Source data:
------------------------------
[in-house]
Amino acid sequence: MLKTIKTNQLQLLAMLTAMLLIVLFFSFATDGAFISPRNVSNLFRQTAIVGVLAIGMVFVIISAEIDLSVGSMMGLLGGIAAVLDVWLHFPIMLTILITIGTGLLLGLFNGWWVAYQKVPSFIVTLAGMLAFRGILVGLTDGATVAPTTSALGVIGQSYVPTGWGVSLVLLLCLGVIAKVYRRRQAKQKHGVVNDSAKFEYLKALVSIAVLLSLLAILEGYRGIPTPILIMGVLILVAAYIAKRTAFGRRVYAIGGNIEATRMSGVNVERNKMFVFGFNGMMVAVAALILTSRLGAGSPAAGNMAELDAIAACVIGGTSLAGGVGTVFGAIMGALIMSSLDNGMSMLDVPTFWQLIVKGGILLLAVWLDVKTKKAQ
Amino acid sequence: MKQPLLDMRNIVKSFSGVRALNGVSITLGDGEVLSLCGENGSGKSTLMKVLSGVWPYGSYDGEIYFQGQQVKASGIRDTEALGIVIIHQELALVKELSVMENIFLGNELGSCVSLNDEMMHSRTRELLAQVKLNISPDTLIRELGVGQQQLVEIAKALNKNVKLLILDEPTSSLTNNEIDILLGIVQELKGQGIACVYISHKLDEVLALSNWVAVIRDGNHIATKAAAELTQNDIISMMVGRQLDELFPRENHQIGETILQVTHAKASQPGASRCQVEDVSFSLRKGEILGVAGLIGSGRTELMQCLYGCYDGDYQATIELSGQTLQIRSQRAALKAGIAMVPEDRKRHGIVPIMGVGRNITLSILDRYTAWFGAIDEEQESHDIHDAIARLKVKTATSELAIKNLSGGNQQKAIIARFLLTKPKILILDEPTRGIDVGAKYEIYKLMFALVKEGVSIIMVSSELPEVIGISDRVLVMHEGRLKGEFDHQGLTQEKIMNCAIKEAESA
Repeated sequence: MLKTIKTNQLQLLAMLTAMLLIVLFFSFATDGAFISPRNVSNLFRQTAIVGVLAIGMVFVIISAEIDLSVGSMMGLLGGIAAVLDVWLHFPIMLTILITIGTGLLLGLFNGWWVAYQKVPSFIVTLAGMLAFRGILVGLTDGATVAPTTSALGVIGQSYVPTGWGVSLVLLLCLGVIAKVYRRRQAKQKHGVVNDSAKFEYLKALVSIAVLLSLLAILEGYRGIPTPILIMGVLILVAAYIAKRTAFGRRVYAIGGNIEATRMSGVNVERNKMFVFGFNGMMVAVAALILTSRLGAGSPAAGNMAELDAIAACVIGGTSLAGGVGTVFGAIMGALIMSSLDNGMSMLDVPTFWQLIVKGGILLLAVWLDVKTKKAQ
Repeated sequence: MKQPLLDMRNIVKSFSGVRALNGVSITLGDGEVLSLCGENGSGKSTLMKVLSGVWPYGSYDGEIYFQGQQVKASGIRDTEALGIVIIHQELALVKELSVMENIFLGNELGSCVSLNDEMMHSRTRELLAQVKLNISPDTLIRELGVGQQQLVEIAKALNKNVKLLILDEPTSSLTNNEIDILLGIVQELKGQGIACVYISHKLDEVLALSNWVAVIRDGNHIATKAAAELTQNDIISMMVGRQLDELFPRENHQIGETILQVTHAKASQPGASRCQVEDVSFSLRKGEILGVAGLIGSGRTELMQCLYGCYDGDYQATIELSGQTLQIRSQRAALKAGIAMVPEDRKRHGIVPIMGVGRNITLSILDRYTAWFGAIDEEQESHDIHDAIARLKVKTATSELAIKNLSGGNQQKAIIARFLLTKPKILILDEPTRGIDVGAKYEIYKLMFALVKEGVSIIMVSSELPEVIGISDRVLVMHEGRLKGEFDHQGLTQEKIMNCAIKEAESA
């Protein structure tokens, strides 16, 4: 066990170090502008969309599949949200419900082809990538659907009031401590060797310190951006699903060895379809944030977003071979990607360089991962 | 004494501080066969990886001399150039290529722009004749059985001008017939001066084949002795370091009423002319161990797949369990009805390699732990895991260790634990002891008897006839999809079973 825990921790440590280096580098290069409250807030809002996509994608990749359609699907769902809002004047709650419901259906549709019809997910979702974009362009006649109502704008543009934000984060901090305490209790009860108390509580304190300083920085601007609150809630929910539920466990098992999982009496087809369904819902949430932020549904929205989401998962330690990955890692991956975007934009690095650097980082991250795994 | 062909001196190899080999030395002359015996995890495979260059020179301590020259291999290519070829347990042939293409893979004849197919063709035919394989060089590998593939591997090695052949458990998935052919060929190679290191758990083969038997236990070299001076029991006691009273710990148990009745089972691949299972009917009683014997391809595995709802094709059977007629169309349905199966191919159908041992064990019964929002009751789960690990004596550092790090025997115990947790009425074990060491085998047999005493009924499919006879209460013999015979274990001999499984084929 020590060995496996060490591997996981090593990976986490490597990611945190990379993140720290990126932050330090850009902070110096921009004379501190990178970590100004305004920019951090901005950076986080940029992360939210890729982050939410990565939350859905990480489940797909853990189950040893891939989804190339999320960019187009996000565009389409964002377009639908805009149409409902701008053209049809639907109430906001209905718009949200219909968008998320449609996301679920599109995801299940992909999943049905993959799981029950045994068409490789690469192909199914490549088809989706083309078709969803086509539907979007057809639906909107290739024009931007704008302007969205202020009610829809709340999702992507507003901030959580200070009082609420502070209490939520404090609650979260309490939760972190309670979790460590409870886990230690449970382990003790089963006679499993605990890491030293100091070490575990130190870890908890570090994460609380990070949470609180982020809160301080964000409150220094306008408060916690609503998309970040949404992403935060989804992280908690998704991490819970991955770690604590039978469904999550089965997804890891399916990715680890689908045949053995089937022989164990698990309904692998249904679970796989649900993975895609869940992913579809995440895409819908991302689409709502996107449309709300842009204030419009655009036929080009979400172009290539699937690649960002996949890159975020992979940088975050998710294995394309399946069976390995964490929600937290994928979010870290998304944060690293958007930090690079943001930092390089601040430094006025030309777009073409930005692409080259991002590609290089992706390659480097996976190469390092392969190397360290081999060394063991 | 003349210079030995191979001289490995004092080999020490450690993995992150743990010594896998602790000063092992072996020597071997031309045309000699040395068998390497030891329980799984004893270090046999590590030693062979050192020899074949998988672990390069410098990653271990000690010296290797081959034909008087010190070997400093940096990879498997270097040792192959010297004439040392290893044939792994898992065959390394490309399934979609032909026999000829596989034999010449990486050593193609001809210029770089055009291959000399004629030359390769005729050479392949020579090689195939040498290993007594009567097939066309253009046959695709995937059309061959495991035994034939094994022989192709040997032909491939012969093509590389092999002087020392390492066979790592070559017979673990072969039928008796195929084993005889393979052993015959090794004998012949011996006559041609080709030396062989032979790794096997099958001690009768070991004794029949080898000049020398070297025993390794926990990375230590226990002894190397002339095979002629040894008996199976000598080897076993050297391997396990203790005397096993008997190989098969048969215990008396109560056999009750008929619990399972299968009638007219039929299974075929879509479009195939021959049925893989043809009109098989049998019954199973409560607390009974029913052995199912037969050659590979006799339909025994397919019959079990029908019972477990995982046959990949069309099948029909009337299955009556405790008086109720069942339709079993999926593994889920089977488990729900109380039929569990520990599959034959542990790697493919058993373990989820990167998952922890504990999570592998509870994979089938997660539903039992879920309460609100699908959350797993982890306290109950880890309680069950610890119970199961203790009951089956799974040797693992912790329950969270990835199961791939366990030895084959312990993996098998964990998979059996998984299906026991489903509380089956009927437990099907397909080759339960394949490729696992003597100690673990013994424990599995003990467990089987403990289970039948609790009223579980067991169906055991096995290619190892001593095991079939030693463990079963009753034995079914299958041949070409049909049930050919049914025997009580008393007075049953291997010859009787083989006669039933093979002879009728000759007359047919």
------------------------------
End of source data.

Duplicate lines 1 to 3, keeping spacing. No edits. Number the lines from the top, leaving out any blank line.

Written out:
[in-house]
Amino acid sequence: MLKTIKTNQLQLLAMLTAMLLIVLFFSFATDGAFISPRNVSNLFRQTAIVGVLAIGMVFVIISAEIDLSVGSMMGLLGGIAAVLDVWLHFPIMLTILITIGTGLLLGLFNGWWVAYQKVPSFIVTLAGMLAFRGILVGLTDGATVAPTTSALGVIGQSYVPTGWGVSLVLLLCLGVIAKVYRRRQAKQKHGVVNDSAKFEYLKALVSIAVLLSLLAILEGYRGIPTPILIMGVLILVAAYIAKRTAFGRRVYAIGGNIEATRMSGVNVERNKMFVFGFNGMMVAVAALILTSRLGAGSPAAGNMAELDAIAACVIGGTSLAGGVGTVFGAIMGALIMSSLDNGMSMLDVPTFWQLIVKGGILLLAVWLDVKTKKAQ
Amino acid sequence: MKQPLLDMRNIVKSFSGVRALNGVSITLGDGEVLSLCGENGSGKSTLMKVLSGVWPYGSYDGEIYFQGQQVKASGIRDTEALGIVIIHQELALVKELSVMENIFLGNELGSCVSLNDEMMHSRTRELLAQVKLNISPDTLIRELGVGQQQLVEIAKALNKNVKLLILDEPTSSLTNNEIDILLGIVQELKGQGIACVYISHKLDEVLALSNWVAVIRDGNHIATKAAAELTQNDIISMMVGRQLDELFPRENHQIGETILQVTHAKASQPGASRCQVEDVSFSLRKGEILGVAGLIGSGRTELMQCLYGCYDGDYQATIELSGQTLQIRSQRAALKAGIAMVPEDRKRHGIVPIMGVGRNITLSILDRYTAWFGAIDEEQESHDIHDAIARLKVKTATSELAIKNLSGGNQQKAIIARFLLTKPKILILDEPTRGIDVGAKYEIYKLMFALVKEGVSIIMVSSELPEVIGISDRVLVMHEGRLKGEFDHQGLTQEKIMNCAIKEAESA